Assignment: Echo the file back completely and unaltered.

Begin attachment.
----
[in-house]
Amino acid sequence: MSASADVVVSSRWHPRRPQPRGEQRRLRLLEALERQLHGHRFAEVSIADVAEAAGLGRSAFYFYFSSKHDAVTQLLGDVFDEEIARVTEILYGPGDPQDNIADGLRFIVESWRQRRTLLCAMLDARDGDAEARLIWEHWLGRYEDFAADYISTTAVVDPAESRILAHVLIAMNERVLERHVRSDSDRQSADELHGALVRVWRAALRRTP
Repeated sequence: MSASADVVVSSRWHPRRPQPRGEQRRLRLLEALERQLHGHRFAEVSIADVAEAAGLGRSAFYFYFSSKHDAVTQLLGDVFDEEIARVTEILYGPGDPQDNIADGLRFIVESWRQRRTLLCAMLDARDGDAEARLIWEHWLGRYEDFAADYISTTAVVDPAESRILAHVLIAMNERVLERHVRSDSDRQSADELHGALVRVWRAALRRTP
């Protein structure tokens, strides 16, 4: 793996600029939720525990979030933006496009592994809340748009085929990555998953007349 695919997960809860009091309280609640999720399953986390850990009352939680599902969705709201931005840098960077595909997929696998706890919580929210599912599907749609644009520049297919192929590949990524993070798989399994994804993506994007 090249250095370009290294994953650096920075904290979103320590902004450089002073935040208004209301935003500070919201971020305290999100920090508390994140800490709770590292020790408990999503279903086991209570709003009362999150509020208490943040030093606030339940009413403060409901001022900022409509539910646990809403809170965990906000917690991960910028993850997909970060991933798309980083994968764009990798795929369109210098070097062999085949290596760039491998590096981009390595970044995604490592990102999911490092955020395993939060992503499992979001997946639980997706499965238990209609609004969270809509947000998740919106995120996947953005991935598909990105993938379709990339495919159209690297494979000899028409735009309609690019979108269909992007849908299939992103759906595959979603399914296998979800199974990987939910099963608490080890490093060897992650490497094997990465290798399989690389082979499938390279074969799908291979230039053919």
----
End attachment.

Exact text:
[in-house]
Amino acid sequence: MSASADVVVSSRWHPRRPQPRGEQRRLRLLEALERQLHGHRFAEVSIADVAEAAGLGRSAFYFYFSSKHDAVTQLLGDVFDEEIARVTEILYGPGDPQDNIADGLRFIVESWRQRRTLLCAMLDARDGDAEARLIWEHWLGRYEDFAADYISTTAVVDPAESRILAHVLIAMNERVLERHVRSDSDRQSADELHGALVRVWRAALRRTP
Repeated sequence: MSASADVVVSSRWHPRRPQPRGEQRRLRLLEALERQLHGHRFAEVSIADVAEAAGLGRSAFYFYFSSKHDAVTQLLGDVFDEEIARVTEILYGPGDPQDNIADGLRFIVESWRQRRTLLCAMLDARDGDAEARLIWEHWLGRYEDFAADYISTTAVVDPAESRILAHVLIAMNERVLERHVRSDSDRQSADELHGALVRVWRAALRRTP
């Protein structure tokens, strides 16, 4: 793996600029939720525990979030933006496009592994809340748009085929990555998953007349 695919997960809860009091309280609640999720399953986390850990009352939680599902969705709201931005840098960077595909997929696998706890919580929210599912599907749609644009520049297919192929590949990524993070798989399994994804993506994007 090249250095370009290294994953650096920075904290979103320590902004450089002073935040208004209301935003500070919201971020305290999100920090508390994140800490709770590292020790408990999503279903086991209570709003009362999150509020208490943040030093606030339940009413403060409901001022900022409509539910646990809403809170965990906000917690991960910028993850997909970060991933798309980083994968764009990798795929369109210098070097062999085949290596760039491998590096981009390595970044995604490592990102999911490092955020395993939060992503499992979001997946639980997706499965238990209609609004969270809509947000998740919106995120996947953005991935598909990105993938379709990339495919159209690297494979000899028409735009309609690019979108269909992007849908299939992103759906595959979603399914296998979800199974990987939910099963608490080890490093060897992650490497094997990465290798399989690389082979499938390279074969799908291979230039053919």